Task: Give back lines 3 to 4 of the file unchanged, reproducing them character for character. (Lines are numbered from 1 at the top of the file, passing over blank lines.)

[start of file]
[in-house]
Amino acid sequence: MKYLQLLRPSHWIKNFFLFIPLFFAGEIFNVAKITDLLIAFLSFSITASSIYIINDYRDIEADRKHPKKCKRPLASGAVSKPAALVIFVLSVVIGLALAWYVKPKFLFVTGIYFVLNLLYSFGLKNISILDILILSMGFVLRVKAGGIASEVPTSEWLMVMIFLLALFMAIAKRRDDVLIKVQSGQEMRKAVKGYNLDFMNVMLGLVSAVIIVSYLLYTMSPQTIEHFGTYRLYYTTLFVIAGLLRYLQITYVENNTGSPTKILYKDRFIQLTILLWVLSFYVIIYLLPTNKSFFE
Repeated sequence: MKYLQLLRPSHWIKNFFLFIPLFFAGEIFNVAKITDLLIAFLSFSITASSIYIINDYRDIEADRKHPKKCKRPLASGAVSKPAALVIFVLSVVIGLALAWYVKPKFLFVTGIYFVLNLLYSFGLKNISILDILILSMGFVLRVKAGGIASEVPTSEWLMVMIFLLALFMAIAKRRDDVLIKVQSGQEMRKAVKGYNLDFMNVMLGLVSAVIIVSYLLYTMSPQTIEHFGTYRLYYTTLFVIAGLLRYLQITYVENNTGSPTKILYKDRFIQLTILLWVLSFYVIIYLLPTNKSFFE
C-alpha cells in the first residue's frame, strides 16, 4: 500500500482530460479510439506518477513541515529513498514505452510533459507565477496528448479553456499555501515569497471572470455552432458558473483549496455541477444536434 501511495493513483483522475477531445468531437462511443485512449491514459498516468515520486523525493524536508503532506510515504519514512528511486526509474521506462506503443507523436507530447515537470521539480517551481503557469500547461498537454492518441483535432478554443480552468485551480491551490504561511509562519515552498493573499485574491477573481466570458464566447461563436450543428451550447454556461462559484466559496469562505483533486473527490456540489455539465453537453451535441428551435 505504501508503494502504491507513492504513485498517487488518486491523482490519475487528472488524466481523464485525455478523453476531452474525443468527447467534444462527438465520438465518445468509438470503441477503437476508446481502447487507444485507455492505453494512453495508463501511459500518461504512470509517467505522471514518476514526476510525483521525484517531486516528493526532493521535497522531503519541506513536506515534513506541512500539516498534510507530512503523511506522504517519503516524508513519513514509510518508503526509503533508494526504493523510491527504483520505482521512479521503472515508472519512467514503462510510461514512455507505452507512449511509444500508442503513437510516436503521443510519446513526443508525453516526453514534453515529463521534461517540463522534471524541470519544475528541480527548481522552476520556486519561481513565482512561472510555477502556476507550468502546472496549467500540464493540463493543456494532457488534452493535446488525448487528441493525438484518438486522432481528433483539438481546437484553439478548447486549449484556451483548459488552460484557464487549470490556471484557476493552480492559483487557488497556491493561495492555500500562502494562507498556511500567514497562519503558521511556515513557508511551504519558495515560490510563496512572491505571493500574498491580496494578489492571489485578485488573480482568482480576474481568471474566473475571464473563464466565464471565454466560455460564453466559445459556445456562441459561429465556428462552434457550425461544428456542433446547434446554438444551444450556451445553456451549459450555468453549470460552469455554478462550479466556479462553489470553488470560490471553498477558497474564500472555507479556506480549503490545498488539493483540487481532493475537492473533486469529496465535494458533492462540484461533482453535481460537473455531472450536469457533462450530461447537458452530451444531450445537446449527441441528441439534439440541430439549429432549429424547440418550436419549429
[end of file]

Repeated sequence: MKYLQLLRPSHWIKNFFLFIPLFFAGEIFNVAKITDLLIAFLSFSITASSIYIINDYRDIEADRKHPKKCKRPLASGAVSKPAALVIFVLSVVIGLALAWYVKPKFLFVTGIYFVLNLLYSFGLKNISILDILILSMGFVLRVKAGGIASEVPTSEWLMVMIFLLALFMAIAKRRDDVLIKVQSGQEMRKAVKGYNLDFMNVMLGLVSAVIIVSYLLYTMSPQTIEHFGTYRLYYTTLFVIAGLLRYLQITYVENNTGSPTKILYKDRFIQLTILLWVLSFYVIIYLLPTNKSFFE
C-alpha cells in the first residue's frame, strides 16, 4: 500500500482530460479510439506518477513541515529513498514505452510533459507565477496528448479553456499555501515569497471572470455552432458558473483549496455541477444536434 501511495493513483483522475477531445468531437462511443485512449491514459498516468515520486523525493524536508503532506510515504519514512528511486526509474521506462506503443507523436507530447515537470521539480517551481503557469500547461498537454492518441483535432478554443480552468485551480491551490504561511509562519515552498493573499485574491477573481466570458464566447461563436450543428451550447454556461462559484466559496469562505483533486473527490456540489455539465453537453451535441428551435 505504501508503494502504491507513492504513485498517487488518486491523482490519475487528472488524466481523464485525455478523453476531452474525443468527447467534444462527438465520438465518445468509438470503441477503437476508446481502447487507444485507455492505453494512453495508463501511459500518461504512470509517467505522471514518476514526476510525483521525484517531486516528493526532493521535497522531503519541506513536506515534513506541512500539516498534510507530512503523511506522504517519503516524508513519513514509510518508503526509503533508494526504493523510491527504483520505482521512479521503472515508472519512467514503462510510461514512455507505452507512449511509444500508442503513437510516436503521443510519446513526443508525453516526453514534453515529463521534461517540463522534471524541470519544475528541480527548481522552476520556486519561481513565482512561472510555477502556476507550468502546472496549467500540464493540463493543456494532457488534452493535446488525448487528441493525438484518438486522432481528433483539438481546437484553439478548447486549449484556451483548459488552460484557464487549470490556471484557476493552480492559483487557488497556491493561495492555500500562502494562507498556511500567514497562519503558521511556515513557508511551504519558495515560490510563496512572491505571493500574498491580496494578489492571489485578485488573480482568482480576474481568471474566473475571464473563464466565464471565454466560455460564453466559445459556445456562441459561429465556428462552434457550425461544428456542433446547434446554438444551444450556451445553456451549459450555468453549470460552469455554478462550479466556479462553489470553488470560490471553498477558497474564500472555507479556506480549503490545498488539493483540487481532493475537492473533486469529496465535494458533492462540484461533482453535481460537473455531472450536469457533462450530461447537458452530451444531450445537446449527441441528441439534439440541430439549429432549429424547440418550436419549429